AmTrust’s Illinois Center dips into monthly shortfalls on $248M loan

Income isn’t meeting debt service requirements on massive office property

AmTrust’s Illinois Center Dips into Shortfalls on $248M Loan
Amtrust's Jonathan Bennett and 111 East Wacker Drive (LinkedIn, Google Maps, Getty)

AmTrust RE’s huge riverfront office tower complex in Chicago is struggling to stay afloat amid ongoing cash flow problems, preventing the landlord from paying the debt service on its $248 million loan, according to Morningstar Credit.

The credit ratings agency reported this month that the loan tied to the Illinois Center, a two-tower, 2.1 million-square-foot asset, at 111 East Wacker Drive and 233 North Michigan Avenue, was placed into special servicing and facing “ongoing monthly shortfalls.” The building was 48 percent occupied by the end of last year. A loan is generally sent to a special servicer when it appears likely the borrower will default on the debt.

AmTrust doesn’t plan to surrender the asset, however, according to its real estate arm’s president Jonathan Bennett.

“As vacancies have risen over the past few years, the property’s cash flow began to fall short of its loan obligations, but we are actively working on negotiating a workout with the lender,” Bennett said through a spokesperson. “We still see a lot of upside in the property, and have several concepts for significant value creation once we reconfigure the capital stack.”

AmTrust purchased the Illinois Center for $376 million in 2015, when the complex was 70 percent leased. The property scraped by in 2022, generating nearly $15.9 million in net cash flow, just more than its $15.8 million debt service payments for the year but down significantly from its $23.9 million in net cash flow in 2019, according to loan records.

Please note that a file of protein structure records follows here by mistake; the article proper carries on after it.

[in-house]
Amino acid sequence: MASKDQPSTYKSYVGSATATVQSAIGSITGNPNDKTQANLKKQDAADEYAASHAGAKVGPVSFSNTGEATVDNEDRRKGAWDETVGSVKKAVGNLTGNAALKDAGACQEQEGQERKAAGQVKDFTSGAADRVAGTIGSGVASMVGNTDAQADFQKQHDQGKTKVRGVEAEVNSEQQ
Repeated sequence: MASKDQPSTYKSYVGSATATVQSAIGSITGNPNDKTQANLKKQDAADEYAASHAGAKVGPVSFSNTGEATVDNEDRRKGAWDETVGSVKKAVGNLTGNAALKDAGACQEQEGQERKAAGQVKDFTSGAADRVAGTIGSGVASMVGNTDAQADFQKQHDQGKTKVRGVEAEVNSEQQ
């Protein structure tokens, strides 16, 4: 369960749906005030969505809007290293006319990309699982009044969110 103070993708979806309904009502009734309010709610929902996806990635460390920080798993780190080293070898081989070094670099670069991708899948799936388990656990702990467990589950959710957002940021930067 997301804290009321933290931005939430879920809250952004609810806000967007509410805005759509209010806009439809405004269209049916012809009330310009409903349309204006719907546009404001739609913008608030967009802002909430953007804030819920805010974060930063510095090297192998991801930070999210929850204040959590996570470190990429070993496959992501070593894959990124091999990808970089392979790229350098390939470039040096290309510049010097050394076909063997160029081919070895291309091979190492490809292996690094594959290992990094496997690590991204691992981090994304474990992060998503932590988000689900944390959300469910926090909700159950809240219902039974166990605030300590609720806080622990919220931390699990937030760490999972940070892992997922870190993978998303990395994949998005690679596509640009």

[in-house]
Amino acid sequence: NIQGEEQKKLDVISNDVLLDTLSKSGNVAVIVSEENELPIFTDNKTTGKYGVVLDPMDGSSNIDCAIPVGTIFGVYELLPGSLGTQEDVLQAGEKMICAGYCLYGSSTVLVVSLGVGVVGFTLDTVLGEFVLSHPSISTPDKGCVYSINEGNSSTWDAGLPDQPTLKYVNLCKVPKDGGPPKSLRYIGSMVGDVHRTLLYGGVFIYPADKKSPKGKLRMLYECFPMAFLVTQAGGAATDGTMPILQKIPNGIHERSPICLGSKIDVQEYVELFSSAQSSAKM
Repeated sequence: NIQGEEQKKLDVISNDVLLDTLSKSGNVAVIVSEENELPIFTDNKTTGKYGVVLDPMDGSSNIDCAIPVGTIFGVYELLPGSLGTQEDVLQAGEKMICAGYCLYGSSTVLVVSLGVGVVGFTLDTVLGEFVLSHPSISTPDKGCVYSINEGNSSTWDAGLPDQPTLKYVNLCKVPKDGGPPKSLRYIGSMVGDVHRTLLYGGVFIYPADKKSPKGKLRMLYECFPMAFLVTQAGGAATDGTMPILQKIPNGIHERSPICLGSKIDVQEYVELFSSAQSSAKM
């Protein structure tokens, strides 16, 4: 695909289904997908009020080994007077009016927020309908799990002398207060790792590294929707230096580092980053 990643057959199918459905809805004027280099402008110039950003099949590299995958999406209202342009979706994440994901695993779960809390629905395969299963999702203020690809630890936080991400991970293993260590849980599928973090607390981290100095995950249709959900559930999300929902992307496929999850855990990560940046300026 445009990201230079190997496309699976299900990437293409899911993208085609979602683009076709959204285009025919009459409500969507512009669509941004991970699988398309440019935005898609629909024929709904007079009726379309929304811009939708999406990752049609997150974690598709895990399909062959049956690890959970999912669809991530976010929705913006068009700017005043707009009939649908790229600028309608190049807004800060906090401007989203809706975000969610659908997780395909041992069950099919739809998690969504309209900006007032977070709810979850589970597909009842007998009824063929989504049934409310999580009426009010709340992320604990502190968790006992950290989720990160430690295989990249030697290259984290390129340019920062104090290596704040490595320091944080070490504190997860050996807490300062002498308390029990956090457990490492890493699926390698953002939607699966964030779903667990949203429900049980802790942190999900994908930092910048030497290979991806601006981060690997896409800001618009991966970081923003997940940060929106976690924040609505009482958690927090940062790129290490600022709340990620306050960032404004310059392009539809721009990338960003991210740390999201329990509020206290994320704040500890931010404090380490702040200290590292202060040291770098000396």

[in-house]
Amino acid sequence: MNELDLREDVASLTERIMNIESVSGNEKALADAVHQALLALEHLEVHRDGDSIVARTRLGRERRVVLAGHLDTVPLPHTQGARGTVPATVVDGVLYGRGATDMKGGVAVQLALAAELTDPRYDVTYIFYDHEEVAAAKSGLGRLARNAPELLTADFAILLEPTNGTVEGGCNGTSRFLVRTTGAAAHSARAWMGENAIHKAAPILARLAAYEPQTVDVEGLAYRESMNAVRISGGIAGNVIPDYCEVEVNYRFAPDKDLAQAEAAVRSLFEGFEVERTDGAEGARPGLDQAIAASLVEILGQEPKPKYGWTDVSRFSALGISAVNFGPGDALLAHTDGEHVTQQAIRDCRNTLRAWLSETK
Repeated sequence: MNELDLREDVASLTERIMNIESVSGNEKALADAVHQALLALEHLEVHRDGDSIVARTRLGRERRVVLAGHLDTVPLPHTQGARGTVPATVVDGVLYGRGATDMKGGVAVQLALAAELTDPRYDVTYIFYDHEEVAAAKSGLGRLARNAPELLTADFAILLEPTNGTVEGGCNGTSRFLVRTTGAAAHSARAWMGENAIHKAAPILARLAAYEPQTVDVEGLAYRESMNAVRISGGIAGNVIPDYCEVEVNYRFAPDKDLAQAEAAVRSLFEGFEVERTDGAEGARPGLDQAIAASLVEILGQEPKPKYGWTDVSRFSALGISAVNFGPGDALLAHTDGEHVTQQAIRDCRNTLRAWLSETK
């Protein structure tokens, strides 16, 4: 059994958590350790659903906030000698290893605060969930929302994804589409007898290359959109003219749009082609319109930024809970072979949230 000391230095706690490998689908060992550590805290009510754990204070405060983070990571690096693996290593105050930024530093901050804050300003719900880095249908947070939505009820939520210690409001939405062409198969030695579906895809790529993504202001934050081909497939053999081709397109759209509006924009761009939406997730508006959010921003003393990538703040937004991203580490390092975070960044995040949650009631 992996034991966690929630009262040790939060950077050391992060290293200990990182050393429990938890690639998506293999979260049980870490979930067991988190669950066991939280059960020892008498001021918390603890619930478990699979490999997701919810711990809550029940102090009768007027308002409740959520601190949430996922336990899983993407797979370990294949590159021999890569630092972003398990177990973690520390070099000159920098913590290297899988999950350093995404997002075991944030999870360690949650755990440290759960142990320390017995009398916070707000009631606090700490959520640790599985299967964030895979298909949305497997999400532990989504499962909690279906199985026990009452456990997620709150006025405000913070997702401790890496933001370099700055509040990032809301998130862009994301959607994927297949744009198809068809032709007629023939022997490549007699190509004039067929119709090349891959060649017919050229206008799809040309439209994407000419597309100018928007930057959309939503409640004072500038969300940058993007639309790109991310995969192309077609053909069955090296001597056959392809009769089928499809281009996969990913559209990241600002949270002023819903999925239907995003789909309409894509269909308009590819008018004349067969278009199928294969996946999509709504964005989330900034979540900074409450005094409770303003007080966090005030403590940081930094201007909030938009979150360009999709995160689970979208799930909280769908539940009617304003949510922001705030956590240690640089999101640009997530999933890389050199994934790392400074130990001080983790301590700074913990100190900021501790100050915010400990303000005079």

There’s a balance of about $248 million on a loan originated by CitiGroup against the two-tower asset, and it’s set to mature in a year. The loan was bundled into a package of other commercial real estate debts and sold off to investors in commercial mortgage-backed securities, making details of the property’s performance public.

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The property is one of many suffering from a reduction in office tenancy and foot traffic in the wake of the pandemic.

The U.S. Department of Health & Human Services ditched its roughly 170,000-square-foot space in the Illinois Center last year. In the same month, the complex lost its second-largest tenant, Bankers Life & Casualty.

When the tenants left AmTrust, which owns five other downtown Chicago towers, the firm indicated it had no plans to throw in the towel. The company is planning a number of renovations to the complex, including an upgraded conference center and added amenities, according to a special servicer that’s overseeing the mortgage.

“Over the coming months, we’ll be working closely with the lender and special servicer to find a path forward that is beneficial for every stakeholder — including the lender, tenants, the borrower and the broader Chicago community,” Bennett said.

Signs of trouble popped up in February when the loan payments were initially reported 30-days delinquent by Morningstar. At the time, the debt servicers and borrowers explained that the delinquency was due to a minor technical problem that would be rectified quickly. Recent loan commentary indicates that was only a small snapshot of the building’s troubles.

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